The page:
Frequently Asked Questions

 
 

How often do we meet?

We begin with an complimentary consultation which is free. From there we either schedule a full consultation, a family assessment meeting or put plans in place for case management. If you need advocacy around a specific situation (ie. appealing a discharge), we may meet more than once in a week to make phone calls and complete applications.  It can take months to work with larger systems like Social Security or Medicaid so we do what we need to to resolve the situation.  

Where do we meet?

Western Care Partners is based in Denver, Colorado, however many of our clients are out-of-state and meet by phone or video conference.  If you're in the Denver metro area, you can meet us or we can meet you in your home.  Travel rates may apply. 

How do I know if you can help?

During the initial phone consultation, we’ll let you know if something is outside our scope or if another resource is a better fit. 

How much does this work cost?

Click on Fees and Insurance for more information.

Do you offer sliding-fee scale/rates?

We hope to in the future. 

Do you take insurance?

Not at this time however some people have used flex-spending or health savings accounts for our services.

Will you meet just with me or with my whole family?

The full consultation is just with you — from there we’ll discuss who else needs to be involved in order to resolve the situation.  If you have a family member who needs a better understanding of the situation or some help learning how to share the care, we often facilitate family meetings to bring up difficult topics and find resolution.  

How do you protect my confidentiality?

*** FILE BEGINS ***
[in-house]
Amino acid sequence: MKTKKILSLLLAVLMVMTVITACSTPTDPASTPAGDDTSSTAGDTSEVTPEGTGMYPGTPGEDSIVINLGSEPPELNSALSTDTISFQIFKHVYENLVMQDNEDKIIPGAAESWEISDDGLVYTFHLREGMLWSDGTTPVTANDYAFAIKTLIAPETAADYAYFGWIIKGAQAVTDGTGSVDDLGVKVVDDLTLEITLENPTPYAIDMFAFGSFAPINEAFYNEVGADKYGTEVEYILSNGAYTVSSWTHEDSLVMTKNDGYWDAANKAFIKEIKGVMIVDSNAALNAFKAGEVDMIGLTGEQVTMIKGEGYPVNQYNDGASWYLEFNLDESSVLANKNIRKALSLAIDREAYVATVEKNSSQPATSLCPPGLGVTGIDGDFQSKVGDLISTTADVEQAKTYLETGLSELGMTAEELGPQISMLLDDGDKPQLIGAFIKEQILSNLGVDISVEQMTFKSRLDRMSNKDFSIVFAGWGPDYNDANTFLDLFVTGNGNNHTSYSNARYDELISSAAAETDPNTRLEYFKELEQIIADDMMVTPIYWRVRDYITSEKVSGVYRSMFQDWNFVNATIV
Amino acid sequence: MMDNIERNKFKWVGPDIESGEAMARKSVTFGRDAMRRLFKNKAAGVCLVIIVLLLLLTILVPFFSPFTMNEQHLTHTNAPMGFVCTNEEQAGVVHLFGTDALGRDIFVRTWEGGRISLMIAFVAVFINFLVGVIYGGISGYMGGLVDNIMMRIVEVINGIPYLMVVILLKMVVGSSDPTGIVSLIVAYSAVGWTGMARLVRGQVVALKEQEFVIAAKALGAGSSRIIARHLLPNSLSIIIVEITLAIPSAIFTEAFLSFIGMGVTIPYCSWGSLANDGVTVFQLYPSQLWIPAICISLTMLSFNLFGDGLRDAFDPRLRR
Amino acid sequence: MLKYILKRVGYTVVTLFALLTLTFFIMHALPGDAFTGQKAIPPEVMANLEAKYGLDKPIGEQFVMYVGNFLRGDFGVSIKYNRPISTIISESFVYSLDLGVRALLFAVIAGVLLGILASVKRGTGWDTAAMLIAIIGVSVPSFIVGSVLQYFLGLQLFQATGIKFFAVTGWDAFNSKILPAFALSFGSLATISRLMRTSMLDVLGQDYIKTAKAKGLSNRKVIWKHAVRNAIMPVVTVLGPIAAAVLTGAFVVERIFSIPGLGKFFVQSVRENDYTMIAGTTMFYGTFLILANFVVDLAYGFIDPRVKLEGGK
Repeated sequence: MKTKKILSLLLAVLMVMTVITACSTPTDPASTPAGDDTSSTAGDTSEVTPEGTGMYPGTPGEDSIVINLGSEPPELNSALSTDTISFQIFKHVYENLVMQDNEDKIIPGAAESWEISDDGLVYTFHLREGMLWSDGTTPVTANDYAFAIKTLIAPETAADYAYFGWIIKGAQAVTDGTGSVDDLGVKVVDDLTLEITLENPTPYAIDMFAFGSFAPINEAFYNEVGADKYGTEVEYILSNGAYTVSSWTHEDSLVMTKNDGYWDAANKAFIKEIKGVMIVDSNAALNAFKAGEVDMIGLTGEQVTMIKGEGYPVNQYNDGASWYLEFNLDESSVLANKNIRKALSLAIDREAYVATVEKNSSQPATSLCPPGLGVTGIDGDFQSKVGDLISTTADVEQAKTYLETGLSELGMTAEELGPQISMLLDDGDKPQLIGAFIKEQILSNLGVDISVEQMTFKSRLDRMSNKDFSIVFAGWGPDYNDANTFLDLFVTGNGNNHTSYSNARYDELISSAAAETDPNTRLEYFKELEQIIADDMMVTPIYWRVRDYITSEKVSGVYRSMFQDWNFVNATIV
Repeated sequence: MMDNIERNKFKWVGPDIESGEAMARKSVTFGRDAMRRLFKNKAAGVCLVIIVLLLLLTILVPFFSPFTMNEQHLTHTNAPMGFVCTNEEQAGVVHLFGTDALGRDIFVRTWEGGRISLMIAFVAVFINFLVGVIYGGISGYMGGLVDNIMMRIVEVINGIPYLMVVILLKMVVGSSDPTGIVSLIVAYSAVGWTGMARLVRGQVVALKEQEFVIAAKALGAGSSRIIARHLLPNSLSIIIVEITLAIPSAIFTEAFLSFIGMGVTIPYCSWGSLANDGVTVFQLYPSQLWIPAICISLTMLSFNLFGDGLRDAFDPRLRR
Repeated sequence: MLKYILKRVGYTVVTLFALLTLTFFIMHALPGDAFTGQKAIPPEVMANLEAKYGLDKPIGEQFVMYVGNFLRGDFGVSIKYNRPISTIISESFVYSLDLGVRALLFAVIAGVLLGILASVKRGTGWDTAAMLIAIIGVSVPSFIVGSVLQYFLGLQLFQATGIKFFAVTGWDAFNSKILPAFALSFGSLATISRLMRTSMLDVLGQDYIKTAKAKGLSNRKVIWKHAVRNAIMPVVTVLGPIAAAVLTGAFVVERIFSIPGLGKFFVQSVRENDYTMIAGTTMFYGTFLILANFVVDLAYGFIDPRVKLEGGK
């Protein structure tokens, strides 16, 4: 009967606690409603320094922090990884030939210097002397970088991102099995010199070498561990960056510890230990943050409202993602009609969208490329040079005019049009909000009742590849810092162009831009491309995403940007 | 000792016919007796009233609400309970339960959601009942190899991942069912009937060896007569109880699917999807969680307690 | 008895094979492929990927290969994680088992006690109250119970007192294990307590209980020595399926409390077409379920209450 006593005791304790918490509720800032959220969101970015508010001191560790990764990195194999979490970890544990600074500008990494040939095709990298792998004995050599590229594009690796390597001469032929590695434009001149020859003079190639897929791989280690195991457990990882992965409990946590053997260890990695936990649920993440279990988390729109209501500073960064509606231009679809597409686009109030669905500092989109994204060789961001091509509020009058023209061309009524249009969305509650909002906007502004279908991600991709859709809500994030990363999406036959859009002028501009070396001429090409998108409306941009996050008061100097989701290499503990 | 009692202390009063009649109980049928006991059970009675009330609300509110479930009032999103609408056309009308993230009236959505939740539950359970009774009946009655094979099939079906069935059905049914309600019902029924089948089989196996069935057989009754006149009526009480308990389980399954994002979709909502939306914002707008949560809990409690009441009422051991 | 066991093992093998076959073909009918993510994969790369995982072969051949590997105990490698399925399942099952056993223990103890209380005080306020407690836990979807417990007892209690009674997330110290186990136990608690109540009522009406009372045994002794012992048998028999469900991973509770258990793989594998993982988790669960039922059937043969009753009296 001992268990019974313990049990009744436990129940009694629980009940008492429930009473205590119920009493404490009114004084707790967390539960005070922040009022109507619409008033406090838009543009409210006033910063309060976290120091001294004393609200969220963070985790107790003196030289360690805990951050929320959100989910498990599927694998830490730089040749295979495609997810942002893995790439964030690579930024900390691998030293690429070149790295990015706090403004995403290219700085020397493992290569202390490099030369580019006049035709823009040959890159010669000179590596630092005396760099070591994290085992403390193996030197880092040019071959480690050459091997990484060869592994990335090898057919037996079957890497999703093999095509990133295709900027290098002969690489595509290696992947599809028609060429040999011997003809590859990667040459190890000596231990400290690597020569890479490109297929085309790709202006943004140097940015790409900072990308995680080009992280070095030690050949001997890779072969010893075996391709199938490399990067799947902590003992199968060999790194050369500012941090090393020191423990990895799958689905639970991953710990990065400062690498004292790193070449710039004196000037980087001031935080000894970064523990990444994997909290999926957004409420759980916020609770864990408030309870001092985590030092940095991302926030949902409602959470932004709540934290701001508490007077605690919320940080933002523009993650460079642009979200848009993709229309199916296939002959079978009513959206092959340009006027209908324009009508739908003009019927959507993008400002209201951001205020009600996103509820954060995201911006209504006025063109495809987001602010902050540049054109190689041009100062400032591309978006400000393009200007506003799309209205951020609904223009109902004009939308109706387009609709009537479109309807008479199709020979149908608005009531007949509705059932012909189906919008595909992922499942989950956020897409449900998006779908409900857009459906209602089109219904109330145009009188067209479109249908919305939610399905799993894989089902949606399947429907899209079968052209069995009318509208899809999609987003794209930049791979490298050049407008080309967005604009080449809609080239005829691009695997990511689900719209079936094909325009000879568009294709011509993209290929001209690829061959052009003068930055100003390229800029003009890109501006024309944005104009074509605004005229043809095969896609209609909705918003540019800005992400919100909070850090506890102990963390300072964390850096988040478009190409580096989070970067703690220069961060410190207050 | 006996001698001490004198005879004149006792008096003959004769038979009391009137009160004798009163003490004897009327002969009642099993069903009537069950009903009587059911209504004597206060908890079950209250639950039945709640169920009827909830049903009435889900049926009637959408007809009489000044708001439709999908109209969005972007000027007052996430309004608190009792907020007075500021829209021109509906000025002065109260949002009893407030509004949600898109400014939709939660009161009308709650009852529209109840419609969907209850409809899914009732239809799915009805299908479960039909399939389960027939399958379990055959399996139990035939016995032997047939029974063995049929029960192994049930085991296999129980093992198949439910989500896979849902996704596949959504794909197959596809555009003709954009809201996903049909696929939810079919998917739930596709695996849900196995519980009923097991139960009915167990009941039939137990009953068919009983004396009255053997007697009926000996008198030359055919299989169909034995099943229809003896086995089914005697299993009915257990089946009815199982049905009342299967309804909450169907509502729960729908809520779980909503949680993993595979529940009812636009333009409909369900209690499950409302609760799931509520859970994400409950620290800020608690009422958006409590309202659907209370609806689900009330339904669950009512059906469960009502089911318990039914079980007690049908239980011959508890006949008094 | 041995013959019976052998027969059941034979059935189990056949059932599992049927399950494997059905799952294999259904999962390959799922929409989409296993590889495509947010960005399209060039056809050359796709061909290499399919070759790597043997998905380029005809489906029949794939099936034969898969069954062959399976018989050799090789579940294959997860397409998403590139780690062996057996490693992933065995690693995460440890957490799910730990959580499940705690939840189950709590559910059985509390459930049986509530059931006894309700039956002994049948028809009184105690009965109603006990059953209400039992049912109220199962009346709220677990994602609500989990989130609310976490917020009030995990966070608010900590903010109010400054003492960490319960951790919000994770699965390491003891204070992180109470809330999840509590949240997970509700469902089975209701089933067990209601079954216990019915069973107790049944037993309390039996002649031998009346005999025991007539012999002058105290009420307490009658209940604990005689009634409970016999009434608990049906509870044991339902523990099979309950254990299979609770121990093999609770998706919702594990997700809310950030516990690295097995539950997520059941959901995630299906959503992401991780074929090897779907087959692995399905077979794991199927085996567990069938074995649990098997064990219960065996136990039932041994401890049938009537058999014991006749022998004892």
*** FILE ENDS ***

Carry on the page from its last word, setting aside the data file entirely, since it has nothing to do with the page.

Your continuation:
Before our first session, we make sure you understand our legal obligation as mandatory reporters, as well as your rights and the protections in place to protect your confidentiality. 

Everything you say is confidential with the exception of:

  • if you have perpetuated abuse, exploitation or neglect of an at-risk adult, we are mandated to report this to Adult Protective Services (APS); that said, if you are disclosing that an older adult or adult with a disability is unable to care for him or herself and unable to access resources on their own (self-neglect), we will call APS together -- it's not as scary as it sounds and sometimes you have to build a paper-trail until things get better;

  • if you are a danger to yourself or others, we will report this to law enforcement;

  • if you contact us via email, text or social media, we are unable to ensure the confidentiality of these communications;

  • if your situation is outside of our scope, it may be discussed in supervision with a professional who has been hired professionally and confidentially to support our careers / education.

If we close your case and stop working together, your situation stays confidential and protected as well.  You can always call again if something comes up.

Have other questions?

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